At least 24 dead in Chile as wildfires spread, driving many to flee for safety
SANTIAGO, Feb 5 (Reuters) - Firefighters battled dozens of raging wildfires in Chile on Sunday, seeking to gain control of one of the country's worst natural disasters in years as the death toll rose to at least 24 with nearly 1,000 more injured.
International help began arriving on Sunday from a handful of countries that have pledged resources, including planes and expert firefighting teams, as the most intense wildfires torched forests and farmland clustered around three regions near the middle of the South American country's long Pacific coastline.
President Gabriel Boric issued emergency declarations for the largely rural southern regions of Biobio, Nuble and Araucania in an effort to speed relief.
On Sunday, speaking from the city of Puren in Araucania, Boric stressed that his government would provide all necessary resources, while he also sought to inspire solidarity in the face of the deadly wildfires.
"I've seen the resiliency of our people, and it's exactly that spirit that has to guide us during this difficult time," he said. "All together, we'll come out of this ahead."
The fires have consumed some 270,000 hectares, officials said on Sunday, or an area roughly the size of the U.S. state of Rhode Island.
A searing heat wave in the Southern Hemisphere's summer has complicated efforts to extinguish the flames, as temperatures in some of the most affected areas have exceeded 104 degrees Fahrenheit (40 Celsius).
Pockets of intense fire could be seen leaping out from the forested hills off the coast near the town of Dichato just outside the city of Concepcion in the Biobio region on Saturday night, as light from the flames illuminated boats in the small harbor.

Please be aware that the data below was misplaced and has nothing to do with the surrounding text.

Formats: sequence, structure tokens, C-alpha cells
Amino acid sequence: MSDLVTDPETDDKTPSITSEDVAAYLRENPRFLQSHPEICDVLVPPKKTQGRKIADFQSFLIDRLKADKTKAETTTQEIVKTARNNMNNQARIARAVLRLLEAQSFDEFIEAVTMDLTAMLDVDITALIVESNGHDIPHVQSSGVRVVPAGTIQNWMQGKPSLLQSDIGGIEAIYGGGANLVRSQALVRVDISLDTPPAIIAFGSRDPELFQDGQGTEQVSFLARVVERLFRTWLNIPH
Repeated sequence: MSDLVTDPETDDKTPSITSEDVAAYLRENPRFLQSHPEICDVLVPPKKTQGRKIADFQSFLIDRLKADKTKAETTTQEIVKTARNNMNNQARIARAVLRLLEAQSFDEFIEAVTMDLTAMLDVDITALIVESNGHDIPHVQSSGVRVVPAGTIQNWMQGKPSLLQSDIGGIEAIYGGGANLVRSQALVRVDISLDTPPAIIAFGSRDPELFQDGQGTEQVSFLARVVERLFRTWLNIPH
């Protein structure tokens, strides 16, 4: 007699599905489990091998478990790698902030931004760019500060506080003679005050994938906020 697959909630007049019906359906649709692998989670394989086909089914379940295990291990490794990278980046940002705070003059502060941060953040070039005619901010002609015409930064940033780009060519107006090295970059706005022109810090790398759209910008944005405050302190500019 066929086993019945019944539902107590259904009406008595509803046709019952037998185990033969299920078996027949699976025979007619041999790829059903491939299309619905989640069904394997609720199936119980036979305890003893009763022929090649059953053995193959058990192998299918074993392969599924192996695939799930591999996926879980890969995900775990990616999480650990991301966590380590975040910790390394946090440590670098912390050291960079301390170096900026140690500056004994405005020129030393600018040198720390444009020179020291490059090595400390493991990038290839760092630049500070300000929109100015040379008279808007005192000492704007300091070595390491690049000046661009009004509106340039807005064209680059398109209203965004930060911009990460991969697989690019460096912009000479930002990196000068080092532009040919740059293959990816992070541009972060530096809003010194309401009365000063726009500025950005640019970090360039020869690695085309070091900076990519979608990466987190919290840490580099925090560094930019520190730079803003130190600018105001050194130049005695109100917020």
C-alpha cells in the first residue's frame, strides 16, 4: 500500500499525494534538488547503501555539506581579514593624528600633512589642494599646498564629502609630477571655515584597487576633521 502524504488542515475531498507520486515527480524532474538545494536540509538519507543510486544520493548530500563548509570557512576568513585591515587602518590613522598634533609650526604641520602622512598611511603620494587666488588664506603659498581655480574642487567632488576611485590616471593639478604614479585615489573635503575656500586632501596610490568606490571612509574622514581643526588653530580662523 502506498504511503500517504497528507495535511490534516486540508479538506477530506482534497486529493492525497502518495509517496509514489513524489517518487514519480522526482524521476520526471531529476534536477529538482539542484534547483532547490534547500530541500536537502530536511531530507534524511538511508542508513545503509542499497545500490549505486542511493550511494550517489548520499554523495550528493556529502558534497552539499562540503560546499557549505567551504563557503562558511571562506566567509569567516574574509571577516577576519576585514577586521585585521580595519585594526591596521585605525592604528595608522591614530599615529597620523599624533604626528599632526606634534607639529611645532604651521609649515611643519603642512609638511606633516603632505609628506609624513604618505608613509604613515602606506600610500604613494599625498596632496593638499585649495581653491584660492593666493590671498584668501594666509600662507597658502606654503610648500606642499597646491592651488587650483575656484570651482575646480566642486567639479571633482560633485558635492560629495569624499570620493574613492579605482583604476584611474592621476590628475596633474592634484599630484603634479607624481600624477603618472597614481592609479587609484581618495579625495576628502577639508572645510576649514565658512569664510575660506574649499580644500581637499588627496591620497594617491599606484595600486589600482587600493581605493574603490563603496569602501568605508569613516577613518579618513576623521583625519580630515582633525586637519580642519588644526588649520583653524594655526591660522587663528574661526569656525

Thirteen of the dead -- more than half of the fires' reported victims -- come from Biobio, which, like Nuble and Araucania, is home to extensive forests as well as farms that grow grapes and other fruit for export.
In some places, the fires prompted a mad dash for safety for those lucky enough to have options ahead of the approaching flames.
"Get into the swimming pool! Get into the swimming pool, up to your neck," a woman recounted shouting to her parents at the family's home near the town of Santa Juana, in hard-hit Biobio, but declining to give her name.
She described a hurried effort to find a safe place to hunker down that included leaving behind vehicles, as well as imploring neighbors to join them in the pool.
Some 260 fires are active across the parched region, interior ministry officials said on Sunday, with 28 of them considered especially dangerous.
Nearly 1,500 people have fled to area shelters. At least 26 of the 970 injured are listed in grave condition at local hospitals.
Chilean officials have sought international assistance to battle the fires, with new ones sparking to life each day.
Authorities said they were facilitating the arrival of assistance from Brazil, Colombia, Ecuador, Paraguay, Peru, Portugal and Venezuela.
Some foreign help was already on the ground.
A Spanish military unit was to make it, officials said on Sunday, adding that a so-called Ten Tanker plane featuring a 36,000-liter firefighting capacity should arrive on Monday.
Meanwhile, a specialized team of personnel and trucks from Argentina also arrived on Sunday, as did two military planes and around 300 volunteers from Mexico, according to Chile's foreign ministry.
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